STANFORD, Calif. -- Kayla Pedersen didn't have Cardinal red as her nail polish choice for this very important week of her senior season at Stanford. Instead, she was sporting a dark, sparkling blue.
"I realized it was UConn and Xavier's color after I did it," Pedersen said, laughing.
Was it perhaps a subconscious effort to psych herself up for Stanford facing the No. 4 and No. 1 teams back to back Tuesday and Thursday? Uh, no, that wasn't the reason.
"This polish was 99 cents at the store," Pedersen said. "So I got it."
Such practicality is a Stanford hallmark. Which is why it wasn't surprising that the Cardinal had a measured reaction to their 71-59 victory over Geno Auriemma's Huskies on Thursday.
Stanford was excited and happy, but not overly so. Coach Tara VanDerveer wasn't making too big a deal about the Cardinal ending UConn's 90-game winning streak. She was proud of how her team had played, but she pointed out that this UConn team is trying to fill some big holes from graduation and injuries, and that to expect the Huskies to continue this season without ever skipping a beat was rather unrealistic.
"Look who they have: two freshmen in the starting lineup, and they come in here and this place is crazy," VanDerveer said of the sold-out Maples Pavilion. "And we have some young kids, too, but we're in our comfort zone here. I don't think they've played in a place like this with that young team.
"Geno knows that; he's realistic. [Freshman] Stefanie Dolson is not Tina Charles. We've played against Renee Montgomery, Tina Charles, Kalana Greene. So our team was looking out there and saying, 'Wow, this is looking better for us.'"
Even so, the Huskies still had Maya Moore. She had an off night Thursday, going 5-for-15 from the field for 14 points, and was not the sparkplug on defense that she normally is.
"I thought we showed moments of fight where we came together and were playing together," Moore said. "And then we would do something to hurt ourselves. I would make a defensive mistake. Then they'd get a layup, and their momentum would shift back to them.
"Playing at someone's home court in front of a packed house, momentum is so priceless. It's so valuable for the [visiting] team, and we just gave it away too many times."
But other than the streak being over, does this loss mean anything substantial? Well, if nothing else, it gives this season a different feel.
The past two seasons, there was a sense of inevitability about the Huskies winning the NCAA title. Nothing shook that in 2008-09. Stanford at least challenged it in 2009-10, getting out to a lead at the break after an offensively awful first half for both teams in the NCAA title game.
But UConn was able to rally in that game for the victory, preventing Stanford from winning its first national championship since 1992. That loss stuck with the Cardinal and helped motivate the players over the summer.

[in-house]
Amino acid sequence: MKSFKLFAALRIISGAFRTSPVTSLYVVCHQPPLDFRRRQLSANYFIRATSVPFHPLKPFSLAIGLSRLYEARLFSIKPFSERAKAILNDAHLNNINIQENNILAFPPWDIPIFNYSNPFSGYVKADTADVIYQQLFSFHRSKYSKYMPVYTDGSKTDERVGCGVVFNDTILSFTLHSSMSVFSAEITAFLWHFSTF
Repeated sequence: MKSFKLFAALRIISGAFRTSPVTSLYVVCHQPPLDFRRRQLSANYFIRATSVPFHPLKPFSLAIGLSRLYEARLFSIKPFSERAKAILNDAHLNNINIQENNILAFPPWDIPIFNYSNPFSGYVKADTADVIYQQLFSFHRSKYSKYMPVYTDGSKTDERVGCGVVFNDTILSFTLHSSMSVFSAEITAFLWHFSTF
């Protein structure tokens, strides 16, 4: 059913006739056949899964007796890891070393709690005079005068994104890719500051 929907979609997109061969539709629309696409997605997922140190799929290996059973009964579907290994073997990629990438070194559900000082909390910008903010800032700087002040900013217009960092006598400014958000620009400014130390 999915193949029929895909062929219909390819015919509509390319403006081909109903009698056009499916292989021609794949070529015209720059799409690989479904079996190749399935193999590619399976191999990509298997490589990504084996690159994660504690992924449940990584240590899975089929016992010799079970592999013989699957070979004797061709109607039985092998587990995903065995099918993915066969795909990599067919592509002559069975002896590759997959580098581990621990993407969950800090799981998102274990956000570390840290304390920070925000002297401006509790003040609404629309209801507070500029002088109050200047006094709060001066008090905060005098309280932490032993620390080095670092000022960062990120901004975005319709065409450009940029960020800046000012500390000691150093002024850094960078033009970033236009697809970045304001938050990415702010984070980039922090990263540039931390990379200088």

VanDerveer pointed to conditioning as something they improved on, especially senior guard Jeanette Pohlen, who scored a career-high 31 points Thursday.
"She's in great shape," VanDerveer said. "As good as she was last year, she wanted to be better. She's worked a lot on her shot, she's running our team, she defends. She's off to a great start, but I think she can play even better."
Pedersen, who's playing alongside Pohlen for a fourth year, said, "She put this team on her back and basically told us, 'We're not losing today.' She's been great this whole season."
Moore has been that player for UConn, of course. But with her having a less-than-stellar night, the Huskies didn't get enough from other players. Junior Tiffany Hayes, in particular, struggled with just three points and one rebound.
"I'm not distraught about it," Auriemma said of the streak ending. "Winning that many games in a row is unheard of. [To lose] it takes a really good team -- probably on their home court -- to play really well, and for you to struggle. When you play good teams on the road and you struggle, you're supposed to get beat."
Of course, UConn's goal for this season wasn't to go undefeated. It's to win another national championship. Auriemma pointed out that a player like Hayes had never before lost a game in college. So as much as coaches talk in clichés about "learning experiences," this really will be that for most of the Huskies.
UConn won an NCAA title in 2003 after seeing a 70-game winning streak end; the Huskies finished that season with one loss. Knowing Auriemma's track record, what happened Thursday shouldn't make anyone less doubtful that UConn can win a third consecutive championship. In fact, it might have been just what the Huskies needed.
That said, it also was what the rest of the teams in the country needed. No other team can present the kind of size-at-every-position matchup problems to UConn that Stanford does, but the Cardinal did show that the Huskies can be defeated. Baylor almost did that Nov. 16 in Hartford, and now the remainder of the Huskies' opponents can look to both those results for fuel that UConn isn't unbeatable.
The remainder of the Big East slate and three nonconference foes -- North Carolina (Jan. 17 at Chapel Hill, N.C.), Duke (Jan. 31 at Storrs, Conn.) and Oklahoma (Feb. 14 at Hartford, Conn.) -- are what's left for the Huskies in the regular season.
The Cardinal are done with nonconference play for the regular season, and next up is the first of their two Bay Area rivalry games, at Cal on Sunday.
Hmmm one of Cal's primary colors is dark blue, too, so perhaps Pedersen should keep that nail polish on for a while.
In fact, she might want to hold on to that little 99-cent bottle as a wonderfully kitschy reminder of one of the best nights in Stanford women's hoops history. UConn's amazing excellence was what elevated it to the event that it was, but the Cardinal stole the show.
Mechelle Voepel, a regular contributor to ESPN.com, can be reached at email@example.com. Read her blog at http://voepel.wordpress.com.